Wednesday, September 28, 2011

If You are a Computer Professional, You Are Entitled to Overtime in Pennsylvania

IT Professionals In Pennsylvania - Software Engineers, Analysts and IT Programmers Non-Exempt From Overtime Under Pennsylvania's Minimum Wage Act 

Although federal law makes computer programmers, analysts, software engineer and the like exempt from overtime requirements, Pennsylvania's corresponding statute, the Pennsylvania Minimum Wage Act ("PMWA"), does not exempt computer professionals from overtime benefits.

Computer Professionals in Pennsylvania Entitled to Overtime
Here is the short story about overtime.

Everyone is presumed to be entitled to overtime unless a law has stated that certain employee classifications are "exempt" from this requirement.  For all Americans, the exempted classifications are set forth in the federal Fair Labor Standards Act ("FLSA").  Many states, including Pennsylvania, have their own overtime laws, such as PMWA. 

You Can Recover Double Damages if You Are Fired for Demanding Overtime in Pennsylvania

There are severe penalties for failing to comply with state or federal overtime laws, the most notable of which is that employees who prove violations are in most cases entitled to receive, in addition to their unpaid overtime, a penalty equal to the amount of their unpaid overtime.  Thus, you can get $2 for every $1 of overtime you were not paid!


Double Damages for Intentional Failure to Pay Overtime
What Types of Employees Are Exempt From Receiving Overtime in Pennsylvania?

The most common exempt classifications under FLSA are bona fide executives, professionals, outside sales persons, computer professionals and administrative assistants.  So, if you fall into one of these classifications, you are not entitled to be paid overtime under FLSA

In most cases, the PMWA mirrors the FLSA, so exempt employees under FLSA are also exempt under PMWA. 

Pennsylvania IT Professionals Eligible for Overtime Pay 

However, this is not the case where computer professionals are concerned.  Simply stated, PMWA does not include computer professionals within its exempt classifications. Thus, if you work in Pennsylvania and are a computer programmer, analyst, software engineer, etc. then you should be paid overtime.

If You Are Terminated for Seeking Overtime Pay, Your Employer Violated the Law

If you believe you are entitled to overtime for which you have not been paid, you will definitely want to consider contacting an attorney to protect and/or prosecute your rights.  That is so because, if you register a complaint demanding overtime and are fired thereafter, you will have a good case if you can prove that you were fired because of your complaint.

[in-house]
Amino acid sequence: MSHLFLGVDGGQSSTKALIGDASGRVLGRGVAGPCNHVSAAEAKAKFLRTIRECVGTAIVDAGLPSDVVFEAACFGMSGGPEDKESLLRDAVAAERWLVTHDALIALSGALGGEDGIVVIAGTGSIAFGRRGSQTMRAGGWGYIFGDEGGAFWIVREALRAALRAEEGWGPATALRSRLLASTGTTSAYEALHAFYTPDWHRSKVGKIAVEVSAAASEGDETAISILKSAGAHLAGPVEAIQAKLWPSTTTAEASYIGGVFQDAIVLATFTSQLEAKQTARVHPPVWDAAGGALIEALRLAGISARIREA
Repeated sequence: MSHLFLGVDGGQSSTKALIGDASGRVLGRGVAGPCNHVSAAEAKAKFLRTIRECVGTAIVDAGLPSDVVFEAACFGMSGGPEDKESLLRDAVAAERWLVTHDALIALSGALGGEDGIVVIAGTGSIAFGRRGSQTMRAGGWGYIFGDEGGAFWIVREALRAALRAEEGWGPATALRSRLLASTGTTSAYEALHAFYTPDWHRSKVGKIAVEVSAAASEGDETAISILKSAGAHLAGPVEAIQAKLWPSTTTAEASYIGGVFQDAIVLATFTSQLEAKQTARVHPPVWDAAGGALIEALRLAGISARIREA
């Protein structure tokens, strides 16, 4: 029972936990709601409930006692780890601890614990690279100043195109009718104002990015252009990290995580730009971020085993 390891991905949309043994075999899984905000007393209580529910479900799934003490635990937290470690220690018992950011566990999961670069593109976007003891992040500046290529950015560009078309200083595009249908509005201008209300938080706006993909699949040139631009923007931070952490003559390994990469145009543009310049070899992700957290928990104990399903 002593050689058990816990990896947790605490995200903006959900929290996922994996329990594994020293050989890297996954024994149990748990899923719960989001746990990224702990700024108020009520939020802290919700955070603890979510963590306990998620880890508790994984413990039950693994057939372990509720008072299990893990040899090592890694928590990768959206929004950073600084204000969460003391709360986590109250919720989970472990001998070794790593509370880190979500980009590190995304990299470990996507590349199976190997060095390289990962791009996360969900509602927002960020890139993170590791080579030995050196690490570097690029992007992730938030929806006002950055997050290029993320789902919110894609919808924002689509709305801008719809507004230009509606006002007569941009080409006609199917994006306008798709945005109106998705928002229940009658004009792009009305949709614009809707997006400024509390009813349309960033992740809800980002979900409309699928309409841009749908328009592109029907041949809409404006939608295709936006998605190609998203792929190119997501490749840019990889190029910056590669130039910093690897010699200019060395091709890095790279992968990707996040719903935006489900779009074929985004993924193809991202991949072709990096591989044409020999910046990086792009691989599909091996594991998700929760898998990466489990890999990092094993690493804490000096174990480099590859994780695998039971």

Overtime Lawyer in Pennsylvania Since 1991
Philadelphia Area Employment Attorney Representing Employees

John A. Gallagher is an employment lawyer who represents employees in Pennsylvania. 

John typically represents employees who need an employment lawyer in Philadelphia County, Chester County, Delaware County, Bucks County, Berks County, Lancaster County and Montgomery County.

Pennsylvania Overtime Attorney Provides Free Telephone Consultations

If you are looking for an employment lawyer, and live in Malvern, Wayne, King of Prussia, Downingtown, Glenside, Doylestown, Radnor, Newtown Square, Exton, Philadelphia, West Chester, Skippack, Langhorne, Haverford, Nether Providence, Broomall, Drexel Hill, Reading or any of their surrounding towns, feel free to send me an e-mail or give me a call.  I am always glad to spend some time with people via a free telephone consultation.

Need an Overtime Labor Lawyer Near Philadelphia?

Click Here if you have questions about any aspect of employment law, from wrongful termination, to wage and overtime claims, to discrimination and retaliation laws, to Family and Medical Leave

Click Here if you have questions about any aspect of Pennsylvania Unemployment Law, from willful misconduct, to voluntary quit, to Referee Hearings, to severance issues

Click Here to e-mail John directly.

Thanks for checking in with us.


1 comment:

D James B said...

I work for an engineering company in Pennsylvania. I have logged almost 400 hours of billable work last month, and on other several occasions have worked in excess of 60 hours per week.

Other engineers have similar schedules, yet our managers say that we are not entitled to OT unless the project contract specifically says so.

Are the managers correct, or do we all have compensation claims?